• Perioperative stroke


    Daniel Jolley.

    3 articles.

    Created November 2, 2018, last updated over 3 years ago.

    Collection: 94, Score: 933, Trend score: 0, Read count: 1055, Articles count: 3, Created: 2018-11-02 00:04:37 UTC. Updated: 2021-02-08 23:54:39 UTC.


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    Collected Articles

    • Can J Anaesth · Feb 2016


      Perioperative stroke.

      Perioperative stroke is associated with significant morbidity and mortality, with an incidence that may be underappreciated. In this review, we examine the significance, pathophysiology, risk factors, and evidence-based recommendations for the prevention and management of perioperative stroke. ⋯ Perioperative stroke carries a significant clinical burden. The incidence of perioperative stroke may be higher than previously recognized, and there are diverse pathophysiologic mechanisms. There are many opportunities for further investigation of the pathophysiology, prevention, and management of perioperative stroke.

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    • JAMA · Jul 2014

      Time elapsed after ischemic stroke and risk of adverse cardiovascular events and mortality following elective noncardiac surgery.

      Elective surgery should be delayed at least 9 months after stroke or cerebrovascular event, although there is a persisting increased risk of perioperative stroke in these patients.


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    • Lancet · Sep 2019

      Multicenter Study

      Perioperative covert stroke in patients undergoing non-cardiac surgery (NeuroVISION): a prospective cohort study.

      The importance...

      The growth in procedural medicine has seen increasing numbers of older patients undergoing surgery, with significant concern for the unproven potential of surgery and anaesthesia to hasten cognitive decline. Perioperative stroke is a major adverse event with high mortality (32%) and morbidity (59%) with cognitive consequences.

      The NeuroVISION investigators sought to quantify the burden of covert stroke, that is stroke without overt symptoms.

      What did they do?

      The researchers conducted a multi-center prospective cohort study of 1,114 patients ≥65 years having elective non-cardiac, non-intracranial, non-carotid surgery. All patients underwent post-operative MRI to identify cerebral infarction, and 1 year follow-up to quantify cognitive decline.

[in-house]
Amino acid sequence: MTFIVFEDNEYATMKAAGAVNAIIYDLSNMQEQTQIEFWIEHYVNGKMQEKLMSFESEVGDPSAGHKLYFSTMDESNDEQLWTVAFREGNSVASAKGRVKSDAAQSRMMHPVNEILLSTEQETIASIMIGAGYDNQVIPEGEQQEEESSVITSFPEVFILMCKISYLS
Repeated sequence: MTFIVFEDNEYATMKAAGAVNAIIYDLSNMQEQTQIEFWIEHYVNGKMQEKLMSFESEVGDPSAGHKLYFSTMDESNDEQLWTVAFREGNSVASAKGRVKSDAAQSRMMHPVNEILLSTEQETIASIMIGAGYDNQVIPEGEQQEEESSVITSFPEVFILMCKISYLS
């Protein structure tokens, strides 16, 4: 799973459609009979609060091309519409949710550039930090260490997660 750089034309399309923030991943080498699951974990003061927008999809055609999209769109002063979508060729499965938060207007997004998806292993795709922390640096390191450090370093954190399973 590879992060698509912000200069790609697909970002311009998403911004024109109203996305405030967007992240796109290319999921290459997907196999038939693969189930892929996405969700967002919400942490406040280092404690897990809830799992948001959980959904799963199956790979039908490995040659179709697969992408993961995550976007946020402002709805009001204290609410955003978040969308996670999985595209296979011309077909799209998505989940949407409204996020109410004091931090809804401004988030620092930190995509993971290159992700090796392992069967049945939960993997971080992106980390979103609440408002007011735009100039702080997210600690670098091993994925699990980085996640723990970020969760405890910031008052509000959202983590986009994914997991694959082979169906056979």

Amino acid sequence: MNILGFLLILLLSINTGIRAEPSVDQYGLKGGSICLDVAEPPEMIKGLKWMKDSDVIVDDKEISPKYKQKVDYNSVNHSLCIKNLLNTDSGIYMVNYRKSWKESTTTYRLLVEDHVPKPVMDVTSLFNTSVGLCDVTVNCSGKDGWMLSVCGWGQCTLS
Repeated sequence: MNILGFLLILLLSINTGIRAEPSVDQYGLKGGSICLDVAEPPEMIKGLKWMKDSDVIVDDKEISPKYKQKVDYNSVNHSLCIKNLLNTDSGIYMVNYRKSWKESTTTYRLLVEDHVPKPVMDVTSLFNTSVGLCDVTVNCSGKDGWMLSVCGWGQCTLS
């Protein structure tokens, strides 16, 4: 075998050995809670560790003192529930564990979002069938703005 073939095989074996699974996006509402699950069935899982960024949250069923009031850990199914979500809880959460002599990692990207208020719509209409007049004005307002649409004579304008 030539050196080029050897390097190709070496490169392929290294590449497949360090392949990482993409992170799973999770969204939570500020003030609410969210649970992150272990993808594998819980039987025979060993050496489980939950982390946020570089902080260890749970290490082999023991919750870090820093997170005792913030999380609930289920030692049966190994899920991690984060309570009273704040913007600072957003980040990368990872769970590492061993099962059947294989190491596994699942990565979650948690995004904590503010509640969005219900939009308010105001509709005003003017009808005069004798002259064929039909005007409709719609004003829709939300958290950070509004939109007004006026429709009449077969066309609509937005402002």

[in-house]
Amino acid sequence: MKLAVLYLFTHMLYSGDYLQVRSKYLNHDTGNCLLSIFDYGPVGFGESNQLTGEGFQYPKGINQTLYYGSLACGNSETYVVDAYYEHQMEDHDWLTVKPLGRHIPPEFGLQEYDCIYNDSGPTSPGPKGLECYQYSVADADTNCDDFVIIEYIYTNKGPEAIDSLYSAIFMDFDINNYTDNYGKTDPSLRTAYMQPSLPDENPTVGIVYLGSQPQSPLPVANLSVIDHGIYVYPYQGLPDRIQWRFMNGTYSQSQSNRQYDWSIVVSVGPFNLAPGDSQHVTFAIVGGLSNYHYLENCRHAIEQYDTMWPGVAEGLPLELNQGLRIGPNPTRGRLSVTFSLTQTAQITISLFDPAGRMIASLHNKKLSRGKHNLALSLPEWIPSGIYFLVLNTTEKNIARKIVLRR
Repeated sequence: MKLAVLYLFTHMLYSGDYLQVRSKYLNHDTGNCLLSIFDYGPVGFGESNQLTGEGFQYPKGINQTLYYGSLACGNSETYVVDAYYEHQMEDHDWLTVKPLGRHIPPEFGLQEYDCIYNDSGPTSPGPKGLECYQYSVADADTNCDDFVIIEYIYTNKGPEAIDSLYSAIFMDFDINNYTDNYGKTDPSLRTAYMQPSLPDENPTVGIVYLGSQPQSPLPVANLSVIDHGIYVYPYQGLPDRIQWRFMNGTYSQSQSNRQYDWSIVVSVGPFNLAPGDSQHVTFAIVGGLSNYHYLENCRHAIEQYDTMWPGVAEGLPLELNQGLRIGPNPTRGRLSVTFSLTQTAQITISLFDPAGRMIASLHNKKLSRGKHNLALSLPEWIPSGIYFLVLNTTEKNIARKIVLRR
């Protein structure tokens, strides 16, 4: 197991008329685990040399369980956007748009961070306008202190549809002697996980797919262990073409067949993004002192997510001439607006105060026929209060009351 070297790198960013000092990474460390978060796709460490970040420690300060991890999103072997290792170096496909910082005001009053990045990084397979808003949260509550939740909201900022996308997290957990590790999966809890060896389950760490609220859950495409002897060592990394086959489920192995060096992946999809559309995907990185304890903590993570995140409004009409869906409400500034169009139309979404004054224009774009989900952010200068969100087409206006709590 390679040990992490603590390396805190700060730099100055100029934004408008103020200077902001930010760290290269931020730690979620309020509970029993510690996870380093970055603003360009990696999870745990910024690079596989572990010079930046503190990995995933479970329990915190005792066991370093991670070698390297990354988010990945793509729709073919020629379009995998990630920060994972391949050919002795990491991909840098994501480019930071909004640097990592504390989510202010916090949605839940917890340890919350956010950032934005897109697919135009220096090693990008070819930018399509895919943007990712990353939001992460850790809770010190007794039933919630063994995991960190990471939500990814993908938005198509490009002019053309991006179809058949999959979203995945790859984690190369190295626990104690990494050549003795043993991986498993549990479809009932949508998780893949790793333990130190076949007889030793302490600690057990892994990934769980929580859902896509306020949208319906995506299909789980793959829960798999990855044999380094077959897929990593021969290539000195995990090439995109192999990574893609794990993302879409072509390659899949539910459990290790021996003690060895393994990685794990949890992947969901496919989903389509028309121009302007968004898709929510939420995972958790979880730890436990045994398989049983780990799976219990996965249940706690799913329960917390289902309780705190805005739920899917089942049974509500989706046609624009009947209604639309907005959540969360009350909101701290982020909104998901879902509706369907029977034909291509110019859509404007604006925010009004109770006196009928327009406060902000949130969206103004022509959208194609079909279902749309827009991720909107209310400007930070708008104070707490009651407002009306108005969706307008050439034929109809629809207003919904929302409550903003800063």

And they found?

      7% of patients showed MRI features of covert stroke. Of these 42% demonstrated cognitive decline at 1 year, compared to 29% of those without covert stroke (OR CI 1.22-3.20). There were associations with delirium (HR CI 1.06-4.73) and symptomatic stroke or TIA (HR CI 1.14-14.99).

      Thus covert stroke is relatively common in this cohort of patients, and is associated with cognitive decline. Notably there was no associated increase in non-neurological outcomes or death, nor association with anaesthetic technique.

      Hang on...

      Although covert stroke was associated with greater incidence of cognitive decline, the later was still common among non-stroke patients (almost 30%), and around 25% of all patients showed MRI evidence of old chronic infarcts. Additionally because there was no non-surgical control, it is difficult to implicate surgery and anaesthesia itself as a precipitant of the covert strokes (compared with the disease process requiring surgery, or comorbidity).

      Perhaps the greater take-home is that in an elderly population with significant morbidity (64% HT, 44% smokers, 27% DM) both stroke (chronic, covert and overt) and cognitive decline are not uncommon.

      And the big question

      Are any of these stroke related outcomes actually modifiable perioperatively? To meaningfully improve perioperative outcomes, there must be an available improvement in anaesthetic technique, surgical technique or triaging, or postoperative care.

      It is likely that the greatest impact is still to be made through primary health care and not perioperative interventions.


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